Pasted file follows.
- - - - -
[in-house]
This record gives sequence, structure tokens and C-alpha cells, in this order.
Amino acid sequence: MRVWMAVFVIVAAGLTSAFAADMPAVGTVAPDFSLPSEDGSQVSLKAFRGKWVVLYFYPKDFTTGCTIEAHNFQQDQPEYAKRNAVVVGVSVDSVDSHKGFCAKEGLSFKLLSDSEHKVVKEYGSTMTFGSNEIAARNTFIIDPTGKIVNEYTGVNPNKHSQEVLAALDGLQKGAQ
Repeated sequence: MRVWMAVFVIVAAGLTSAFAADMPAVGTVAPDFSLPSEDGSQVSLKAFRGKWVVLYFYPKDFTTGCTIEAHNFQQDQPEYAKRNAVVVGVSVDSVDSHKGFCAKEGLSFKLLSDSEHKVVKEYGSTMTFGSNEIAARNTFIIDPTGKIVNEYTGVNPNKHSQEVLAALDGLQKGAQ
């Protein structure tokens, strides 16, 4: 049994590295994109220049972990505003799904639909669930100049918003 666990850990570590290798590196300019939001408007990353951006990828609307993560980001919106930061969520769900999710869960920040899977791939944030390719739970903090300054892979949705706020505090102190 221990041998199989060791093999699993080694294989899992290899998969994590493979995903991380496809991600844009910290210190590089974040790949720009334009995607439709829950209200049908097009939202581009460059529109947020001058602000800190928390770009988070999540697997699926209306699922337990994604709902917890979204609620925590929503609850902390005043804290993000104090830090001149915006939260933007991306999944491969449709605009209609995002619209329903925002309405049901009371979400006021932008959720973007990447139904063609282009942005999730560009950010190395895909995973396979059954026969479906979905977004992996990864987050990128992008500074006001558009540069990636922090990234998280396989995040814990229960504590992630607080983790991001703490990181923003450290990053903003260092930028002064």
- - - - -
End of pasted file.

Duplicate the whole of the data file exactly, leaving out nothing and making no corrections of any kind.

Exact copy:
[in-house]
This record gives sequence, structure tokens and C-alpha cells, in this order.
Amino acid sequence: MRVWMAVFVIVAAGLTSAFAADMPAVGTVAPDFSLPSEDGSQVSLKAFRGKWVVLYFYPKDFTTGCTIEAHNFQQDQPEYAKRNAVVVGVSVDSVDSHKGFCAKEGLSFKLLSDSEHKVVKEYGSTMTFGSNEIAARNTFIIDPTGKIVNEYTGVNPNKHSQEVLAALDGLQKGAQ
Repeated sequence: MRVWMAVFVIVAAGLTSAFAADMPAVGTVAPDFSLPSEDGSQVSLKAFRGKWVVLYFYPKDFTTGCTIEAHNFQQDQPEYAKRNAVVVGVSVDSVDSHKGFCAKEGLSFKLLSDSEHKVVKEYGSTMTFGSNEIAARNTFIIDPTGKIVNEYTGVNPNKHSQEVLAALDGLQKGAQ
């Protein structure tokens, strides 16, 4: 049994590295994109220049972990505003799904639909669930100049918003 666990850990570590290798590196300019939001408007990353951006990828609307993560980001919106930061969520769900999710869960920040899977791939944030390719739970903090300054892979949705706020505090102190 221990041998199989060791093999699993080694294989899992290899998969994590493979995903991380496809991600844009910290210190590089974040790949720009334009995607439709829950209200049908097009939202581009460059529109947020001058602000800190928390770009988070999540697997699926209306699922337990994604709902917890979204609620925590929503609850902390005043804290993000104090830090001149915006939260933007991306999944491969449709605009209609995002619209329903925002309405049901009371979400006021932008959720973007990447139904063609282009942005999730560009950010190395895909995973396979059954026969479906979905977004992996990864987050990128992008500074006001558009540069990636922090990234998280396989995040814990229960504590992630607080983790991001703490990181923003450290990053903003260092930028002064």